While I like to think of myself as generally well-read there are definite gaps in the more classic authors of certain genres. Authors I enjoy, including Neil Gaiman, have pointed to Angela Carter as an immense influence on their own work. Thankfully someone had gifted The Bloody Chamber & Other Stories to me a few years ago. The stories in the collection share a theme of being closely based upon fairytales or folk tales and Carter toys with Gothic fiction and gender, utilizing classic Gothic symbolism to push the narrative forward. These short stories emphasize terror and the gruesome, in order to build an atmosphere, while also working to flip certain gendered tropes on their heads. My quick assessment is: sometimes it worked too well and I didn’t care to continue.
A bit of digging around tells me that Carter’s fairy tale retellings are well known for being feminist. And I have to admit that while the stories didn’t always feel modern forty years after their initial publication, that doesn’t mean that Carter wasn’t doing important work that pushes us to work like Her Body & Other Parties. Carter’s feminism is tinged with wanting women to seize what they needed—power, freedom, sex—and seeing no fundamental difference between the sexes that could prevent that. In The Bloody Chamber & Other Stories Carter examines the traditional stories we tell through that lens, but it can mean that her female characters fall flat, or feel a bit one dimensional – she doesn’t allow her heroines much softness or weakness.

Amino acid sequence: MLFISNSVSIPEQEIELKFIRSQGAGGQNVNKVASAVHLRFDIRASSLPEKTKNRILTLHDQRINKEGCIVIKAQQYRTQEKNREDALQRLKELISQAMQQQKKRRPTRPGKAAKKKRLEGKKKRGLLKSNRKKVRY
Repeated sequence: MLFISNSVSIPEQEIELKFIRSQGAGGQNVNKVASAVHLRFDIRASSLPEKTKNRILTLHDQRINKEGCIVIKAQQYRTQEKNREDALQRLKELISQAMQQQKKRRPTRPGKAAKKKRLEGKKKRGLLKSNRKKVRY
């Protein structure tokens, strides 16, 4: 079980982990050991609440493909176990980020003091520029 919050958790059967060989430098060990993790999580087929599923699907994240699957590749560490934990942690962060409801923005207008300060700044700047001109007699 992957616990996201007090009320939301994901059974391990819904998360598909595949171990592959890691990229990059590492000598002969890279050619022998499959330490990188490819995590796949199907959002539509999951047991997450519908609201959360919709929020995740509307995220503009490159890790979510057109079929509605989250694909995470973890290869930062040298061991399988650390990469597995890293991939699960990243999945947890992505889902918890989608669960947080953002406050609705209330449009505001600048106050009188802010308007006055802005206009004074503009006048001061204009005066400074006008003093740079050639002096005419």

I find myself simultaneously running hot and cold with this collection. I appreciate the duality of Carter’s Beauty and the Beast retellings, “The Tiger’s Bride” and “The Courtship of Mr. Lyon”, wherein she gives us the original ending where the beast transforms and also a reversal as the heroine transforms into a glorious tiger who is the proper mate to the Beast, who will from now on be true to his own nature and not disguise himself as a human. I can also trace the Gothic symbolism latent in “The Bloody Chamber,” as emphasis is placed on images of the ominous castle, the blood on the key, or a blood-red choker awarded the heroine as a wedding gift foreshadowing the story to come. However, I found the story itself dreadfully boring.
Carter doesn’t seem to have cared much about character development or plot, and instead focuses on emotion and creating images in the reader’s mind. Her technique and craft support her ability to do just that, leave sentences burned on the mind, so while this isn’t for me at the end of the day I was happy to pass it along to another friend whom I think might enjoy it much more.